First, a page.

- Paperback: 84 pages
- Publisher: Short Fuse Publishing (January 22, 2015)
- Language: English
- ISBN-10: 9781937791964
- ISBN-13: 978-1937791964
- ASIN: 1937791963
- Product Dimensions: 6 x 0.2 x 9 inches
- Shipping Weight: 6.4 ounces (View shipping rates and policies)
- Average Customer Review: 9 customer reviews
- Amazon Best Sellers Rank: #4,856,602 in Books (See Top 100 in Books)
Enter your mobile number or email address below and we'll send you a link to download the free Kindle App. Then you can start reading Kindle books on your smartphone, tablet, or computer - no Kindle device required.
To get the free app, enter your mobile phone number.
Hero is a Four Letter Word Paperback – January 22, 2015
The Amazon Book Review
Author interviews, book reviews, editors picks, and more. Read it now
Try the Kindle edition and experience these great reading features:
Showing 1-6 of 9 reviews
There was a problem filtering reviews right now. Please try again later.
...Which I loved. The establishing scenes are brilliantly effective as the story unravels; the central character quickly becomes a tangible person; and every progression and twist feels earned. The main supporting character transitions from one impression to another convincingly, and surprisingly hot flairs of eroticism add unexpected depth to the emotional range on offer. All heat aside, the issues this story explores are handled with a deftness that bespeaks Frey's years of experience bending genre literature toward deeper discussions. The handlings of certain dialogues demonstrate a new level of maturation in Frey's technique, as she strikes a balance of character and message wherein each reinforces the other.
The ending's delightful, clever and bizarre, and I'm still enjoying the task of wrapping my head around it. Fans of classic fairy and folk tales will find much to love, as Frey blends classic literary traditions with modern perspectives in a way that avoids one-shot tricks played for cheap laughs. If you've found yourself inundated the past few years with shticky, gimmicky spec-fic shorts hamhandedly twisting fairytale motifs ("Snow White was a VAMPIRE!" or "Hansel and Gretel sell candy homes TO WITCHES!"), rest assured that this is the precise opposite. Thank god. What Frey delivers instead is a deeply genuine, charming piece of writing that's funny and sexy, but that's rooted in real issues and isn't afraid to explore the darkness entangling its characters.
At once dark and pretty, "Just A Four Letter Word" is sweet, challenging, funny, and poignant. This is Frey's best work yet.
This was a good short read. And although I think the 'theme' of the collection was maybe stretching it a little bit, I did enjoy all three of the stories so I don't mind so much that to me personally they didn't necessarily fit together. It was nice that they were all in different genres and had different tones though, I hate anthologies where you're basically reading the same thing over and over again so maybe it's really a good thing that they're so out there.
The Once And Now-ish King was a really funny short story about King Arthur being reborn as a baby but with all his memories from his life before. It was funny to see his family try to deal with bringing a talking baby home from the hospital and there were some other interesting twists on thing/people from Arthurian legends.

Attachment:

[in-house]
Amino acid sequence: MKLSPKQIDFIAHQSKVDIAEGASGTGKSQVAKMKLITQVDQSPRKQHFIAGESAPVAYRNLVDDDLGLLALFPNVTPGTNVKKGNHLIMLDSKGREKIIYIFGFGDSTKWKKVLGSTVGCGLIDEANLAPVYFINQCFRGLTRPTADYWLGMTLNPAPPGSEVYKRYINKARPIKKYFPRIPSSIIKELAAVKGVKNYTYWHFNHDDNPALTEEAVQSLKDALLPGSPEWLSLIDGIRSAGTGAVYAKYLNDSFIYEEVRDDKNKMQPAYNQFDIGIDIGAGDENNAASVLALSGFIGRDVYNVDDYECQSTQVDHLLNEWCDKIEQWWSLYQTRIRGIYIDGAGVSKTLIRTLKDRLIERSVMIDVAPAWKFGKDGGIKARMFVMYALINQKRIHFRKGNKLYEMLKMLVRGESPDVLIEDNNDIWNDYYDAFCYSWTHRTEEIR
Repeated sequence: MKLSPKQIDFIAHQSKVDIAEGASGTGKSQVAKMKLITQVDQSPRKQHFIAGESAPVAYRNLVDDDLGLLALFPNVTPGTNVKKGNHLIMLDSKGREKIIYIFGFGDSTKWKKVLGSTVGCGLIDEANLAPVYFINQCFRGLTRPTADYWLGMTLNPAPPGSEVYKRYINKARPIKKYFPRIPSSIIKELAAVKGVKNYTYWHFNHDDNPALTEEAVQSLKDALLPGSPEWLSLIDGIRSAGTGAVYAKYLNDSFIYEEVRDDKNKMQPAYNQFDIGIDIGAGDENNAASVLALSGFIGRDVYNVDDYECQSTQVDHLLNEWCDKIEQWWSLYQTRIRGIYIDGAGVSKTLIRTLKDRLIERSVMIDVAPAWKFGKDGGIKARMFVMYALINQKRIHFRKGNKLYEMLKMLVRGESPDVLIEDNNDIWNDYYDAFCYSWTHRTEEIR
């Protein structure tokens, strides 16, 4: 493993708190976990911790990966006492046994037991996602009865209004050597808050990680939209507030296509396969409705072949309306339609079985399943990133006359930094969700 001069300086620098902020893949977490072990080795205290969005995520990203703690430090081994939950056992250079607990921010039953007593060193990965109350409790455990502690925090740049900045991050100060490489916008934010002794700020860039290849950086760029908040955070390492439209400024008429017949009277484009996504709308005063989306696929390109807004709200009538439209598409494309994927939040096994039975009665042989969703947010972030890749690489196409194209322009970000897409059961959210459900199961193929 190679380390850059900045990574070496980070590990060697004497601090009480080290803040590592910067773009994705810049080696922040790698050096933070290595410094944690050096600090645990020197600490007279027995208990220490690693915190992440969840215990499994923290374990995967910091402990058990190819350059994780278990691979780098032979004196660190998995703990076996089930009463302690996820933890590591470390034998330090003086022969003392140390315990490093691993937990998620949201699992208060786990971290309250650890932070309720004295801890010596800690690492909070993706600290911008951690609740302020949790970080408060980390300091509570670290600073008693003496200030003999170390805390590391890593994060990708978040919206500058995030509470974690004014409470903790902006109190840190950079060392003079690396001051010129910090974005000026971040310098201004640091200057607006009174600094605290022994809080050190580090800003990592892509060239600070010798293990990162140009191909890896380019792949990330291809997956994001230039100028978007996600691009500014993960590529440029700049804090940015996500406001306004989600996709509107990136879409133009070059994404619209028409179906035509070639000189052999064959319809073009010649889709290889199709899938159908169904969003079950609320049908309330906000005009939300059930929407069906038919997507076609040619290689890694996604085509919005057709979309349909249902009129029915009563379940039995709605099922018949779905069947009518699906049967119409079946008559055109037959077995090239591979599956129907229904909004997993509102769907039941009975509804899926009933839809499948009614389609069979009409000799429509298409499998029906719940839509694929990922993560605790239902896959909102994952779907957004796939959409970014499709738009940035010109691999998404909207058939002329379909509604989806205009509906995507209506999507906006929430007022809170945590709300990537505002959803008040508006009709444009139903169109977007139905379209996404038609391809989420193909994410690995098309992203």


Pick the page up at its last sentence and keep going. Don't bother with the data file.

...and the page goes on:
Just A Four Letter Word was probably my favorite out of the three was a really interesting Tam Lin retelling. I'm a sucker for anything involving faeries so it was right up my alley.
The Maddening Science took me awhile to get into and almost made me lower my rating to 3 stars. All I can say is to read it through til the very end because it doesn't turn out how you think it will. I was all ready to be upset thinking that the author included a ~poor misunderstood villain redemption story~ in this collection because that's like my least favorite trope ever [especially if it's a woman redeeming a man, which it a l w a y s is, ugh] but I actually ended up liking it by the end.
Within the book are three unique and magic-touched stories, all very well written and well told. I particularly liked the set piece in the group, Another Four Letter Word. It was magical and compelling. After all it's not every day a living breathing person outsmarts the ancient Fae! And The Once and Now-ish King made me smile. A lot.
Well done! Thank you for some enjoyable reading.
It is difficult to say which of the three I liked best, when all of them have their own singular slant on a legend, a myth and a modern-day super character.
J. M. Frey has made it to my list of 'must read' authors by virtue of her choice of storyline, marvelous use of language, and overall readability. It starts with the first chapter, and then the first page, so that by the time the first chapter glides into the second, I know this is a book that I must finish while savoring every nuance along the way.
The first, The Once and Future King was a cute read, featuring a reborn Arthur Pendragon as a baby.
The second story, Another Four Letter Word was my favourite. It's a retelling of Tam Lin and has echoes of all the things I've ever loved from the Turn Series.
The final story, Maddening Science, felt rather meh in comparison, playing on superhero/supervillain tropes. It's good on its own, I suppose, but after reading the first two, it didn't capture me much.
Note: I received a digital ARC of this book via Story Cartel